“Hear what? That’s just the rain and wind. Nothing to be surprised about. It’s raining cats and dogs outside,” Andy replies and faces the television once again.

“No, that’s not it. It sounds like someone crying. Like a little kid sobbing right outside on our doorstep.” Continue reading

Wednesday, July 23, 2014

The Interpretation of an Alligator

by Julie Goldberg

Special Delivery

I wasn’t as surprised as I should have been when I read that Bobbie Baker had come home from work one afternoon to find a five-foot alligator on her doorstep. I should have been as shocked as she was when she poked it with a broomstick, and it flicked one ancient eye open to glare at her. Bobbie’s doorstep is in New Jersey, a thousand miles north of alligator territory.

“I bet I know who did this,” I said, when I glimpsed the headline in the newspaper lying on my sister’s kitchen counter.

“Nobody did anything,” my sister said. “Animal Control said it came from the river. Someone probably got a baby alligator in Florida and dumped it when it got too big. It was looking for a warm spot.”

Continue reading

Tuesday, July 22, 2014

What the Pig Saw

by mattellen

Über pig.

The pig sat beside the farmer. Its beady eyes seemed to survey its surroundings.

“That’s a lean pig you’ve got there, Len,” the barman said to the farmer.

“Aye. Not sure how it got to my farm. I looked out two days ago and there it was, on my doorstep.” Len sipped at his pint. “Don’t suppose anyone’s asked about a missing pig, have they?” Continue reading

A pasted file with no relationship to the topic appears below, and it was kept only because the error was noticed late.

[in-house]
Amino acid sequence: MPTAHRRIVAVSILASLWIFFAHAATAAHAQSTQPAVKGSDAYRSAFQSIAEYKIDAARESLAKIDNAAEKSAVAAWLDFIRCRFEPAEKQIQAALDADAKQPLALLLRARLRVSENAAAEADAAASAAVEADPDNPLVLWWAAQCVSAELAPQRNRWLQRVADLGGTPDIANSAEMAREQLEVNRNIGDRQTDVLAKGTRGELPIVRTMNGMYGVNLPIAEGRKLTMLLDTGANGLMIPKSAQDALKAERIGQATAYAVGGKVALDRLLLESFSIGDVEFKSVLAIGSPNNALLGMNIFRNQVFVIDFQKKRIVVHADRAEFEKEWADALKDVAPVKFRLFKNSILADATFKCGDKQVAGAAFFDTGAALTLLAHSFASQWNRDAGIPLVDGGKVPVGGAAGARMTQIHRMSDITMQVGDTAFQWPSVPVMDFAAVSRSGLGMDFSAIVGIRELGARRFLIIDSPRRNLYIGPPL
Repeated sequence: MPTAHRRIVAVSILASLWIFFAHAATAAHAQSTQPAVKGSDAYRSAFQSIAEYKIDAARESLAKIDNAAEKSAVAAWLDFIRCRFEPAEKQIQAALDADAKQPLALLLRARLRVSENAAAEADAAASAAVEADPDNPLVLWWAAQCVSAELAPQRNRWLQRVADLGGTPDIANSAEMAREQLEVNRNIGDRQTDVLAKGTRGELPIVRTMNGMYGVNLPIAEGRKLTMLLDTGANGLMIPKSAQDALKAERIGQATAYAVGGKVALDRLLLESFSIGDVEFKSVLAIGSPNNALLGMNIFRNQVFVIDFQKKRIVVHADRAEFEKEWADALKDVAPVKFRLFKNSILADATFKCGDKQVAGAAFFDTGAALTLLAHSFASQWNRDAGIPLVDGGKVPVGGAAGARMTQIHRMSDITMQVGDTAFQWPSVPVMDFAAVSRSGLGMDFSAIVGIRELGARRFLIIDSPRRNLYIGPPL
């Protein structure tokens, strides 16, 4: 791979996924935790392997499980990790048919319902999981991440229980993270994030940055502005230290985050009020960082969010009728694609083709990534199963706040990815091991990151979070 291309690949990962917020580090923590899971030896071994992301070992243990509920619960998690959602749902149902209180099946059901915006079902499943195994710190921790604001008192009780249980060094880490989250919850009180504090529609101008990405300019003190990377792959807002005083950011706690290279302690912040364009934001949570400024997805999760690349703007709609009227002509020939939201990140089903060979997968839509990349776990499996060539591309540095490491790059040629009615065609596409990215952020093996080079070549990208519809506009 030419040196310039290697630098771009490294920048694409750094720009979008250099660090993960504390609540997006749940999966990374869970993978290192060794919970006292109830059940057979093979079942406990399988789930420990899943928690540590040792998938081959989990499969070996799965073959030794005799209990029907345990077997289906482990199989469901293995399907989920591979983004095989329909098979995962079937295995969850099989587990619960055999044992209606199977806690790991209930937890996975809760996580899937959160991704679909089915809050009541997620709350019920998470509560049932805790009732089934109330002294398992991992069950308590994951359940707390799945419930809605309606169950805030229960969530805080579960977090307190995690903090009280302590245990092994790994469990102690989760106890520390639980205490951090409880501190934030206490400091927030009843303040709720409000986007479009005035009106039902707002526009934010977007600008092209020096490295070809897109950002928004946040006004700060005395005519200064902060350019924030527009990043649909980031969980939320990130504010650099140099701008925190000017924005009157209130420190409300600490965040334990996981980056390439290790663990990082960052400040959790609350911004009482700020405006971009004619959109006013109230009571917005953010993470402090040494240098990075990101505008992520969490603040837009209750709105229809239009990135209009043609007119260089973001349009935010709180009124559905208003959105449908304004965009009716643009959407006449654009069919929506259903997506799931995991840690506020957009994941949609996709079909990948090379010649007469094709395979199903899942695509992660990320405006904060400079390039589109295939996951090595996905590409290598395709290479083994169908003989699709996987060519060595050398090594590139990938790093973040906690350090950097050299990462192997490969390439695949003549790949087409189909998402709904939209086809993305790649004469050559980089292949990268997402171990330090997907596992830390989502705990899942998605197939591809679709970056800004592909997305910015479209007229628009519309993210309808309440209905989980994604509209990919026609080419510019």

Monday, July 21, 2014

The Paradox of Sustenance

by Kit Fox

Black Cats and Witches Brooms

Nick tossed the bag into the dumpster and leaned back against the brick wall to light his cigarette. His shift was almost over, second of four for the weekend, and as he inhaled he silently cursed Jason for taking off with some tramp two months ago.  It shouldn’t be difficult to find a dishwasher, but corporate obviously felt that they could make do with a line cook doing double duty.

He was staring at the moon and pondering his options when he heard a rustling from the far side of the dumpster. He stomped around the corner of the metal bin and startled a young woman with her arm halfway in a bag of trash.

“Hey, shove off,” he snapped at her. “No diving!” Continue reading

Friday, July 18, 2014

This is What it Feels Like

by Leanne Yong

Tartan surfacing on athletics track

This is what it’s like to be ‘strong’ and ‘confident’ and ‘capable’.